Surprise plus Surveillance

Inspired by my recent encounters with surveillance, both artistically and security oriented, I decided to go home to Chicago and surprise my mom, dad and best friend for Memorial Day weekend.  I made a short film called Surprise, Chicago documenting the adventure.

The project involved about 3 weeks of “soft” surveillance in which I spoke with other family members to plan the surprise, employing my aunt to arrange a Memorial Day bbq at my mom’s house.  I also planned to have my best friend come to the gathering with her family.  Meanwhile, I lay decoys, chatting with my “targets”, spreading lies about my inability to come home anytime soon, and lamenting about “how I wish I could be there too!”.

I LOVE surprises: the planning, the execution, the attention to detail, the lying…maybe I shouldn’t admit to the last one. BUT, if you think about it (i.e. hastily rationalize), surprises are a very positive way of lying to the people you love.  In fact, I think people should plan more surprises in order to channel our innate desire to tell the infamous little white lie.  Wouldn’t that make the world a better place? Then all our lying could contribute to positive outcomes that are about making people feel loved and important.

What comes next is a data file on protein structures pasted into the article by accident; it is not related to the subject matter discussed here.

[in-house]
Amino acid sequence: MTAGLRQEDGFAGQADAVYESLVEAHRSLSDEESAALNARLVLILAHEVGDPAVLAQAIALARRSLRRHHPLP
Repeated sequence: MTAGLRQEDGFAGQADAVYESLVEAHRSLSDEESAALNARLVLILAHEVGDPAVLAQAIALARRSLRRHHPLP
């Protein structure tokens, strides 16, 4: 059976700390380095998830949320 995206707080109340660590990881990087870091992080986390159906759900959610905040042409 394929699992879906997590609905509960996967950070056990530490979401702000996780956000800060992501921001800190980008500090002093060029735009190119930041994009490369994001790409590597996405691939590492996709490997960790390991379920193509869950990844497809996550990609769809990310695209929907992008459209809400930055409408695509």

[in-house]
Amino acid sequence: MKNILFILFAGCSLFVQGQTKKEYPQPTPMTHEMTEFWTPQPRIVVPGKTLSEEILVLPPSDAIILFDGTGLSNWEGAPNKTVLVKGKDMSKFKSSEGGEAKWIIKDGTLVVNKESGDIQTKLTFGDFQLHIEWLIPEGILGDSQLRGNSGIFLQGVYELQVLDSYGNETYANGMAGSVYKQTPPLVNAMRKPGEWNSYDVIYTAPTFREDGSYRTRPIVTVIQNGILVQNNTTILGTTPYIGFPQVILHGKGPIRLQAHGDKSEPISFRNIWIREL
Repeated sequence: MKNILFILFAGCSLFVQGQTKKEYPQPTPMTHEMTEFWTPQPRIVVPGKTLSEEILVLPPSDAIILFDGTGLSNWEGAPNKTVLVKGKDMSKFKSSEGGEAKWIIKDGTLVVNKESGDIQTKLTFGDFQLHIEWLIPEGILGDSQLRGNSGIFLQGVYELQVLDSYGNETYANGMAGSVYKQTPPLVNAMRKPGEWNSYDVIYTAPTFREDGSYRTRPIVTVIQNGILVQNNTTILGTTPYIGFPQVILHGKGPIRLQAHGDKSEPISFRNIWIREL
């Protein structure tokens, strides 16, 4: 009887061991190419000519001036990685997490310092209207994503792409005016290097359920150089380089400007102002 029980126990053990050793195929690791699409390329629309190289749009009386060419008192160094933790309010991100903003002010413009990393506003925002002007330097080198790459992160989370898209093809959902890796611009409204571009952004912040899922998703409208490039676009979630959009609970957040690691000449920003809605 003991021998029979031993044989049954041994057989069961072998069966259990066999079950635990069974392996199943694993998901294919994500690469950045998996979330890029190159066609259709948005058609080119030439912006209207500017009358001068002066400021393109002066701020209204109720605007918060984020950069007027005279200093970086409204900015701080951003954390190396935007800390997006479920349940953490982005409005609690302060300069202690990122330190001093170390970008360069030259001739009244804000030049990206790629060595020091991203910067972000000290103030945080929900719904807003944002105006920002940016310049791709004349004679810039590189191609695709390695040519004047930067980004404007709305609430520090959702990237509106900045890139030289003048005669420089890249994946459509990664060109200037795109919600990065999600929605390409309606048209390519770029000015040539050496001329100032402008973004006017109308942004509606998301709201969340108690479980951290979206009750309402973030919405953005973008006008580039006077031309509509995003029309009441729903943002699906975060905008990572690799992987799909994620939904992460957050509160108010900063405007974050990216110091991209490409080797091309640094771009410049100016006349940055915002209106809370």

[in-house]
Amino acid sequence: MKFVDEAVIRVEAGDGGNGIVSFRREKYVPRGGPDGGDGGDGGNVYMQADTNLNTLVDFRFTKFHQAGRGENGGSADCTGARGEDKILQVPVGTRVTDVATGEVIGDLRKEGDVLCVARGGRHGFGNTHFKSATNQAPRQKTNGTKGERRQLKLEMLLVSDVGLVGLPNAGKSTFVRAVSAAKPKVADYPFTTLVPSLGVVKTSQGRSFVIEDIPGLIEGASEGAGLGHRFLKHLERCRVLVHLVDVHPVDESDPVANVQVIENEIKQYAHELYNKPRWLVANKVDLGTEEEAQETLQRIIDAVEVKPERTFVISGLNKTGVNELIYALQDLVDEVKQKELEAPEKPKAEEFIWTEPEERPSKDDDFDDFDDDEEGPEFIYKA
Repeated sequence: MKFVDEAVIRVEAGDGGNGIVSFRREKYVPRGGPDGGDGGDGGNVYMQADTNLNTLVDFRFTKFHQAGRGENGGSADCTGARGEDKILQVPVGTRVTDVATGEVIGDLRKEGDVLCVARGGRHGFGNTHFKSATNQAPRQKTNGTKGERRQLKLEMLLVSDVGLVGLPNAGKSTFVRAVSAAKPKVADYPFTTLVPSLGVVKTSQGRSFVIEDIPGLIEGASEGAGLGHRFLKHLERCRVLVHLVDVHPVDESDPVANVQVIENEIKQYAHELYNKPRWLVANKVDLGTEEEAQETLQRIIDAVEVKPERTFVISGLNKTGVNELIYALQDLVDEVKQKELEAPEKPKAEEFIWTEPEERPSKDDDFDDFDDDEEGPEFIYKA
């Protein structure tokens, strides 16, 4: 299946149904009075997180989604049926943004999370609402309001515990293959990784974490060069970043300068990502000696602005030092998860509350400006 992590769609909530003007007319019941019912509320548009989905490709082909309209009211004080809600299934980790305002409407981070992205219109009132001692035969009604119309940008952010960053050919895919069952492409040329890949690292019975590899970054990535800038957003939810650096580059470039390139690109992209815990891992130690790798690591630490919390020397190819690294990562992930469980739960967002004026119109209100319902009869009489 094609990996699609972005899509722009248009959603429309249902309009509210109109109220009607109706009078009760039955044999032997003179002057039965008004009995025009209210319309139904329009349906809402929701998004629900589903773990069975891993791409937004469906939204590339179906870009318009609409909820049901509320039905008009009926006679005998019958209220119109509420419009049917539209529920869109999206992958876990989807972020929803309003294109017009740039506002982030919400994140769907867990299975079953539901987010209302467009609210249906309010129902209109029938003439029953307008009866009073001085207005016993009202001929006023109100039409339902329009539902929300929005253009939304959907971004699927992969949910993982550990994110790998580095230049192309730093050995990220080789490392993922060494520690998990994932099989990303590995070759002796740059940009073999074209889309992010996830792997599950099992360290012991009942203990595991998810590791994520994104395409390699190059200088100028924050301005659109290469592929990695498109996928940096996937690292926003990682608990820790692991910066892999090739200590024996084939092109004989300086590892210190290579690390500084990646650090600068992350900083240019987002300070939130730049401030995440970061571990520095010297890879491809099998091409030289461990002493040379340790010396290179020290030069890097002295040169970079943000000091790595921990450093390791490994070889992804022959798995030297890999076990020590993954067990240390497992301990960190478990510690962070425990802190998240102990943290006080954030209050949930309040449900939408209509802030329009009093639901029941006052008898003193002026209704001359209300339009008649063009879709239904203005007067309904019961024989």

There is a guilty thrill in lying and I felt the same adrenaline rush in the purposeful surveillance of my family.  As I rounded the corner of my house, armed with my camera, scouting the whereabouts of my mom and dad, my heart raced. I felt nervous and giddy. I think I even sweated a bit.  All the lying and watching and planning was about to burst out into the open.  And when I finally ambushed everyone, the effect was much more meaningful than I had expected.

I didn’t necessarily plan to make a short film out of the footage; I just felt a strong urge to capture everything about the process, most importantly the outcome.  Seeing people react to something unexpected has always been a draw for humans, but with the advent of technology, the recording and replaying of these events is the pièce de résistance.  We can revisit the entire experience and relive all the pleasurable sensations over and over, much of which include a great helping of schadenfreuden.  While pranks have always existed, my little film is born out of grand television mainstays such as Candid Camera which has evolved into popular shows such as Ashton Kutcher’s Punk’d. We watch and reveal, and in that combination, there is an innocence about surveillance.  It becomes harmless because ultimately the intention was not malicious. Surprise plus Surveillance equals funny, moving, touching, thrilling, laughter and tears of joy.

And really, can we ever get sick of fart jokes? I think not:



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